A field co-ordinator for Shafak, an NGO that runs a network of ambulances around the city, estimated that children comprise about 35 percent of all casualties.

Death rates are rising in particular among children, according to the aid worker, who was identified only as Rami because they can no longer evacuate patients with head injuries to Turkey, as they did prior to the siege.

Abu al-Hada, 29, another aid worker with the International Pitying Hearts Society, told MEE from Aleppo that there were not enough aid workers or ambulances and that the city’s minors were deprived of their childhood.

“Since the start of the siege the intensity of the shelling has increased like crazy – using all kinds of weapons – sometimes by Syrian planes and sometimes by Russian ones,” he said.

The air strikes were “non-stop,” with the intention of creating casualties, he said. “They are happening in all areas of [rebel-held] Aleppo, even where the majority of residents are women and children.”

“These children are experiencing the atmosphere of a real war,” he said. “They have not seen any of this country. A child who is currently in Aleppo does not have access to any of their rights.”

Estimates as to how long supplies of medicine, food and baby milk in Aleppo will last vary, from around one to three months. 

'The IDA had been treating cases of malnutrition before the siege, and published images of an apparently underweight child in Aleppo receiving medical attention.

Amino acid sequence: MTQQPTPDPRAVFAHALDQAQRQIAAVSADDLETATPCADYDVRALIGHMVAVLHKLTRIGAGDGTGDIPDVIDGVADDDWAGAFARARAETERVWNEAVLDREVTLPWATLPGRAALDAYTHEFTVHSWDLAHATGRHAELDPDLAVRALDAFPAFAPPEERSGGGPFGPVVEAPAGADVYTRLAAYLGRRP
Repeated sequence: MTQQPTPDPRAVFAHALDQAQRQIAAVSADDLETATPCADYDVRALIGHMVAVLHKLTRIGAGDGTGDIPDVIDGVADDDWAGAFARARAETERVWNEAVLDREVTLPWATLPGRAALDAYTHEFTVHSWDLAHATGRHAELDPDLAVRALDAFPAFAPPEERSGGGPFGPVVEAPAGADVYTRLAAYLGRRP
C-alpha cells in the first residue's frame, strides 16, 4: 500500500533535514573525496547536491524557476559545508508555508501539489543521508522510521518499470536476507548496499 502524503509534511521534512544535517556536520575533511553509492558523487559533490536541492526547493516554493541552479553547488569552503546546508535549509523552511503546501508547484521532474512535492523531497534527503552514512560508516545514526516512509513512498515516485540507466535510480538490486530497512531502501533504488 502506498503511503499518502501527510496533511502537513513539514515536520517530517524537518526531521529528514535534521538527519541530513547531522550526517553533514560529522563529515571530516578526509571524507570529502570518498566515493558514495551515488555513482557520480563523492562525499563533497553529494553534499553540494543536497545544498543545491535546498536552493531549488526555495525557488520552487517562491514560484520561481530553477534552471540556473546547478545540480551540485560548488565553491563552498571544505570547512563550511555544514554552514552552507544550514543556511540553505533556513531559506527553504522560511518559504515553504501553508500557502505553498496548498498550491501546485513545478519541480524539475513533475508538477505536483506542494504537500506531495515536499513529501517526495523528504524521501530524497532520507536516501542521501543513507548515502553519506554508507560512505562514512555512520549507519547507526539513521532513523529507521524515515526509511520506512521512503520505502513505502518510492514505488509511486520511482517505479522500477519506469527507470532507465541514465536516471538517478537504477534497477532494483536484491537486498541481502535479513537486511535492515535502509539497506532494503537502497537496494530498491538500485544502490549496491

It said that 14-month-old Ahmad was admitted to the malnutrition ward at the children’s hospital due to “severe acute malnutrition, dehydration and weight gain failure” after his mother was unable to breastfeed him for two months.

Abu al-Hada said that the siege had caused civilians’ supplies of all products, including bread, fuel, vegetables and meat to dwindle rapidly. A lack of diesel for ambulances was a particular problem because it meant that ambulances cannot always get to the site of air strikes.

Bombardment of children’s medical facilities has not been limited to Aleppo.

On Friday, a Save the Children-backed maternity hospital in Idlib province was hit in a brutal aerial attack that killed two people, and severed a pregnant woman’s leg. Several babies were also wounded when their incubators crashed to the floor.

The bomb hit the entrance to the hospital in Kafr Takhrim, which is the biggest in the area, and where staff carry out more than 700 deliveries a month. At the time of the bombing, two operations were underway and a woman was in labour. The hospital is currently thought to have ceased functioning except for the emergency room, and the generator was damaged in the attack.

Four hours after the attack, witnesses on the ground said there were still warplanes circling overhead.

Save the Children did not point the finger at any one party, but only Russia and the Syrian government are carrying out air strikes in Idlib province.

Sonia Khush, the charity’s Syria director, said: “Bombing a maternity hospital which is helping women living under the shadow of war to give birth safely is a shameful act, whether it was done intentionally or because due care was not taken to avoid civilian areas.”

Kafr Takhrim is also the location of the local “White Helmets” civil defence team headquarters, which was targeted again on Friday after being heavily damaged in air strikes last month. 

This article is available in French on Middle East Eye French edition.